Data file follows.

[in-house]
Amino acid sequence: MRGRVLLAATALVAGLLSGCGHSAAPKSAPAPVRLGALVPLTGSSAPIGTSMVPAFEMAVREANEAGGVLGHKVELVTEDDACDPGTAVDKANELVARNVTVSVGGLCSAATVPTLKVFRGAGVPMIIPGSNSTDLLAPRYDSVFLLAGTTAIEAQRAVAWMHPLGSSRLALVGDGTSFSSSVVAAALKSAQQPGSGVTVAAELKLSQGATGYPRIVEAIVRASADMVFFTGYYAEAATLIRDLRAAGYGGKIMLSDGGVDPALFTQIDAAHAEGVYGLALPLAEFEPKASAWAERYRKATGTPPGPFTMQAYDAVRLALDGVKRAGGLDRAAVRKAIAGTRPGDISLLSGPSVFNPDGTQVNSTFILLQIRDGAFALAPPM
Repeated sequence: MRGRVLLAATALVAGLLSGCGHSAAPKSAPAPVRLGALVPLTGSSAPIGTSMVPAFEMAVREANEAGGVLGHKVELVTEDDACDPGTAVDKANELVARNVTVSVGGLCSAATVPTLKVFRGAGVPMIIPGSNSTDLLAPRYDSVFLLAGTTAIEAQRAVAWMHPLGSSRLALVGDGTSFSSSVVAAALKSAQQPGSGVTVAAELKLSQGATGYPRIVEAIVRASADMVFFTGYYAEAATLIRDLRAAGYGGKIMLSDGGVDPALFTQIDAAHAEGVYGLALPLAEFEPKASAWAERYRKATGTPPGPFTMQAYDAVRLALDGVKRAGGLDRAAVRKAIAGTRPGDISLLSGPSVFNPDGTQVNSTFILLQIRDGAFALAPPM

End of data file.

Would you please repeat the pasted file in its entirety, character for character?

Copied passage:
[in-house]
Amino acid sequence: MRGRVLLAATALVAGLLSGCGHSAAPKSAPAPVRLGALVPLTGSSAPIGTSMVPAFEMAVREANEAGGVLGHKVELVTEDDACDPGTAVDKANELVARNVTVSVGGLCSAATVPTLKVFRGAGVPMIIPGSNSTDLLAPRYDSVFLLAGTTAIEAQRAVAWMHPLGSSRLALVGDGTSFSSSVVAAALKSAQQPGSGVTVAAELKLSQGATGYPRIVEAIVRASADMVFFTGYYAEAATLIRDLRAAGYGGKIMLSDGGVDPALFTQIDAAHAEGVYGLALPLAEFEPKASAWAERYRKATGTPPGPFTMQAYDAVRLALDGVKRAGGLDRAAVRKAIAGTRPGDISLLSGPSVFNPDGTQVNSTFILLQIRDGAFALAPPM
Repeated sequence: MRGRVLLAATALVAGLLSGCGHSAAPKSAPAPVRLGALVPLTGSSAPIGTSMVPAFEMAVREANEAGGVLGHKVELVTEDDACDPGTAVDKANELVARNVTVSVGGLCSAATVPTLKVFRGAGVPMIIPGSNSTDLLAPRYDSVFLLAGTTAIEAQRAVAWMHPLGSSRLALVGDGTSFSSSVVAAALKSAQQPGSGVTVAAELKLSQGATGYPRIVEAIVRASADMVFFTGYYAEAATLIRDLRAAGYGGKIMLSDGGVDPALFTQIDAAHAEGVYGLALPLAEFEPKASAWAERYRKATGTPPGPFTMQAYDAVRLALDGVKRAGGLDRAAVRKAIAGTRPGDISLLSGPSVFNPDGTQVNSTFILLQIRDGAFALAPPM